This is one of the things that I LOVE about Russians. They're straightforward and don't like making useless small talks, just like me. Where I live, people greet you with some form of greetings like, "Hello. Good morning. How are you?" Even to a stranger.
We also don't smile needlessly like Westerners, so Russians have a reputation for being sullen. In Russian culture, smiles are earned, not used like a dummy. Haha
This reminds me of my first encounter with my last Russian instructor. The school year had already started and when I discovered I could fit a Russian class into my schedule, I approached him to see if he would agree to let me get added to his class. Naturally I wanted to impress him with what little Russian I already knew and I am almost certain, I said, "Привет, как дела?" It had been a while since I had spoken any Russian to anyone, so I was probably pretty proud of myself for having remembered even that much. Now I know, I probably didn't impress him at all. Nevertheless, he agreed to let me join the class. Perhaps he recognized that I could use some help!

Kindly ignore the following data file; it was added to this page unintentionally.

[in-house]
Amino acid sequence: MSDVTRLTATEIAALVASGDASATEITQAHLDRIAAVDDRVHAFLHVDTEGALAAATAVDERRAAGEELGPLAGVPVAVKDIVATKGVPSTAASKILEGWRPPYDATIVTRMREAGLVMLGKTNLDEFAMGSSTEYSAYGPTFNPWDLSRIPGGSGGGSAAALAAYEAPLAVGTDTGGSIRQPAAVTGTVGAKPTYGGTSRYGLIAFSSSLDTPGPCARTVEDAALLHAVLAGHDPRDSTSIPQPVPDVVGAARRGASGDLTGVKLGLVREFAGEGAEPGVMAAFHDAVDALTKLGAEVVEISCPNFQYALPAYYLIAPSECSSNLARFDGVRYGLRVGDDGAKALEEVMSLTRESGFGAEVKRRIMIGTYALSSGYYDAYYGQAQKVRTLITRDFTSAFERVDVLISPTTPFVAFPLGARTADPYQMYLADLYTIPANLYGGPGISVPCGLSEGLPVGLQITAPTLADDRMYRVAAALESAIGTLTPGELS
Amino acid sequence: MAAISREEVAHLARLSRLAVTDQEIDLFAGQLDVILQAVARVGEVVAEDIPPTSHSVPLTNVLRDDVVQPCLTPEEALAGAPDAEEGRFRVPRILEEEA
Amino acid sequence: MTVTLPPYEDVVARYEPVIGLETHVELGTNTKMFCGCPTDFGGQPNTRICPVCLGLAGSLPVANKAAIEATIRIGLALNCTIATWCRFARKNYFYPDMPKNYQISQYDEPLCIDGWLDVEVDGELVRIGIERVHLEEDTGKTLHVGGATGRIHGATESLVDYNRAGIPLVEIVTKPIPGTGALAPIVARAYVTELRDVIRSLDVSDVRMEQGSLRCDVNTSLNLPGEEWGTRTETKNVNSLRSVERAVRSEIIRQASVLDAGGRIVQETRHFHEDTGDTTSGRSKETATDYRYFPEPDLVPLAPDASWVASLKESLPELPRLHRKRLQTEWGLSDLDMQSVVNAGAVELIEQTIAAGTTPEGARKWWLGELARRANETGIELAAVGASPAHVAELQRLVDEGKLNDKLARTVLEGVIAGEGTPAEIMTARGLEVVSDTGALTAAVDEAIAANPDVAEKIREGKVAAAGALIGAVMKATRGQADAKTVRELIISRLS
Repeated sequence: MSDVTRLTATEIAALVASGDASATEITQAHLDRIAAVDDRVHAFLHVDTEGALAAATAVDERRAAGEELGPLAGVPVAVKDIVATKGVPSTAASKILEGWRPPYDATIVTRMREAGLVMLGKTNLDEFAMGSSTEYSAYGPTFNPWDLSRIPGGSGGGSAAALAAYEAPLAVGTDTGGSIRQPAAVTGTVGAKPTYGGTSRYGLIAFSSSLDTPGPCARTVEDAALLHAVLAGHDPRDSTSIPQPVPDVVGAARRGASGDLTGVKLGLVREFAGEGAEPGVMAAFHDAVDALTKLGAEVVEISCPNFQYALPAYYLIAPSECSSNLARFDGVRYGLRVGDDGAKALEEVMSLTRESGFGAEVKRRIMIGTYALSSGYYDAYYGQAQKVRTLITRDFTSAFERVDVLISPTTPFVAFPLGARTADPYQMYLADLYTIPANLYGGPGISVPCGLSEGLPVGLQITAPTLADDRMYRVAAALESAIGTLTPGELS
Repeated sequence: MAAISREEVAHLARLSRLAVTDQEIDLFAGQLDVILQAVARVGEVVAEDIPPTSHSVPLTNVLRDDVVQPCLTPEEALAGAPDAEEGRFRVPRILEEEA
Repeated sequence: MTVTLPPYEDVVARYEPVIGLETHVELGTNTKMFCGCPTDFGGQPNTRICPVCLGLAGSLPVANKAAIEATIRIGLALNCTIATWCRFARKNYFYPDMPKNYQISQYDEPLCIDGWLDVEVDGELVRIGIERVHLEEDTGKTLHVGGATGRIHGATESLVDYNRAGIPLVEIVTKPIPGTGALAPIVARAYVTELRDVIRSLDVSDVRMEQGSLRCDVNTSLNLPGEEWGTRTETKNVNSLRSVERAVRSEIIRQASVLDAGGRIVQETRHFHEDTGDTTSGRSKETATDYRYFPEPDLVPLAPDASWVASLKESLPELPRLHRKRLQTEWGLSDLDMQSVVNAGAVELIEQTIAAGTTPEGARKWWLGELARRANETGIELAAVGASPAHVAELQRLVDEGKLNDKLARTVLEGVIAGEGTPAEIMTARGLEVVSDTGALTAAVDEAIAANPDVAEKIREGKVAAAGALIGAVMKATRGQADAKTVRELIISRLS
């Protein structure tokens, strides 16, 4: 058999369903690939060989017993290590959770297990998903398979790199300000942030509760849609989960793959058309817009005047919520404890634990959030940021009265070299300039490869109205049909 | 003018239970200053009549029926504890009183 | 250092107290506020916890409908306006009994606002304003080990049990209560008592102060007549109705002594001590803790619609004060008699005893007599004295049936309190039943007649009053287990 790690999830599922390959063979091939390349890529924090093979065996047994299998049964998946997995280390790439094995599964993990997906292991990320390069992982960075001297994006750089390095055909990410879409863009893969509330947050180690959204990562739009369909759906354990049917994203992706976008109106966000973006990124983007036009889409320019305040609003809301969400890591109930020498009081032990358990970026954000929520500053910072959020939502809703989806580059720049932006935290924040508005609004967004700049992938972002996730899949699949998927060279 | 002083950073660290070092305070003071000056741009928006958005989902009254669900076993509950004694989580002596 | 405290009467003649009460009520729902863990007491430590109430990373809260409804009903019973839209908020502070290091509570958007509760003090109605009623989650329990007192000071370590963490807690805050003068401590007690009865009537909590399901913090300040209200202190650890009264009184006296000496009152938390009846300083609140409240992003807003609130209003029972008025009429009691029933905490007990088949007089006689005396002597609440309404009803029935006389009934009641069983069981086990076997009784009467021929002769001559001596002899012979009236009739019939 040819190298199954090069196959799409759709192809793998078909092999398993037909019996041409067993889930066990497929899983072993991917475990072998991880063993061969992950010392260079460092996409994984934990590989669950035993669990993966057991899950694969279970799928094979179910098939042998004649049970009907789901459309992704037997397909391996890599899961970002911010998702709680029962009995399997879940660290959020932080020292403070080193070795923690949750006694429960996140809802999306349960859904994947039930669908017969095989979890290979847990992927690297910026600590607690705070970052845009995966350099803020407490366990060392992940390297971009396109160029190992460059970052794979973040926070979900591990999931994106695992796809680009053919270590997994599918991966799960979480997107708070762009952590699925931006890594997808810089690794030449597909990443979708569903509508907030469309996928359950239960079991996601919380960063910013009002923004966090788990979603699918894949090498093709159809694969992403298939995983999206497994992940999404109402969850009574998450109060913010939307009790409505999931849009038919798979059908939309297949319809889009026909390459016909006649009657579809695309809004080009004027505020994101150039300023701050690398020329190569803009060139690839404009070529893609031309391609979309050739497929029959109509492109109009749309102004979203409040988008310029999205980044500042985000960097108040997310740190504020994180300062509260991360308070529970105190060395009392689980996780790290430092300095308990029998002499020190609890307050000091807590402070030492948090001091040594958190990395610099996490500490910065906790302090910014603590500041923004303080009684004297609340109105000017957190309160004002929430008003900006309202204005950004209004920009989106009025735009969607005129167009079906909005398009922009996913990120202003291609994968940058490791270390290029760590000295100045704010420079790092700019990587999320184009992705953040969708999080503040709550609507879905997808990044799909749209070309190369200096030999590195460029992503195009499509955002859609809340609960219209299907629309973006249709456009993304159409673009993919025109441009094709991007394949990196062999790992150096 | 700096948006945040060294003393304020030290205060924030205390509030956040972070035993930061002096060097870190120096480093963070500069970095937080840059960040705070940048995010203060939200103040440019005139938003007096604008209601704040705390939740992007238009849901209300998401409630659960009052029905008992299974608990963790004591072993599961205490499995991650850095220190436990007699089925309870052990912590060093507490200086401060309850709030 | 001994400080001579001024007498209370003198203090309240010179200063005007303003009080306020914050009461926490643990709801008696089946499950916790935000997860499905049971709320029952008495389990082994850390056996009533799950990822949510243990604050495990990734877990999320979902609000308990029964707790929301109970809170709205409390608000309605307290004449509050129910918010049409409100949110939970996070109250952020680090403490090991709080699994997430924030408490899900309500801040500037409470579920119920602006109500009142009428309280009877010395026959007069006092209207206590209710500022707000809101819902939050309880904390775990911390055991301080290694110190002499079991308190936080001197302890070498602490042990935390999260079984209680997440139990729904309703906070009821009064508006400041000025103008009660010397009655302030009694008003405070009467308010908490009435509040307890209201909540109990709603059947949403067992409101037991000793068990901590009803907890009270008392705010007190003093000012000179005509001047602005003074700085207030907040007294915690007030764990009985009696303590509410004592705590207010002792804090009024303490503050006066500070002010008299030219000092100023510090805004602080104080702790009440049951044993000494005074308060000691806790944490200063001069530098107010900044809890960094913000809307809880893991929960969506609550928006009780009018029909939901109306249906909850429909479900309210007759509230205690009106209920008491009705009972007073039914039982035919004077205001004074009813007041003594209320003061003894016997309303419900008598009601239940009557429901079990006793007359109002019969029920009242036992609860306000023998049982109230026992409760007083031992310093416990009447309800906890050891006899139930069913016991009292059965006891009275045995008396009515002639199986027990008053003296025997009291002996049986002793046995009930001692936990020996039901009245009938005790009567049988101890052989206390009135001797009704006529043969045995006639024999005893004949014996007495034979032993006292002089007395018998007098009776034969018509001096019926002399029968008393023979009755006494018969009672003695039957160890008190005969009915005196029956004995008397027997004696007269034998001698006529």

You're right. This does not look like typical Russian to me. Normally, it is like:
- Как дела?
- (some information on how you are doing, at least "нормально" - I'm OK)
- (some information in return)
- (the conversation goes on, often around this information)
I mean, you don't say "how are you" as part of the greeting. "Привет" is a greeting, and "как дела" is a beginning of the actual conversation. Saying it as one phrase "Привет, как дела?" is uncommon.
I was surprised that the translation "How are things?" was not accepted. It's colloquial, normal English and at the same time closer to the Russian original. There's no "you" (ты) in the question, after all. Thanks for the work you do on this course!
the problem is that it's just a google automatic language that been programmed from the man's and woman's voices . So it can't be fixed. And BTW there are like lots of stupid mistakes of pronunciation which Russian ppl does not use. They speak like stupid robots.
What is the difference between these two sentences "Hello, how are you?" and "Hello, how do you do?"?
i find the pronunciation in general is not clear, its difficult to pick up the right sound , can you please recommend me about a website or some kind of program to start with learning the phonetic in a proper way ?
Привет, this is not an official appeal. Do not say hello to the boss, an unfamiliar adult, Queen of the United Kingdom.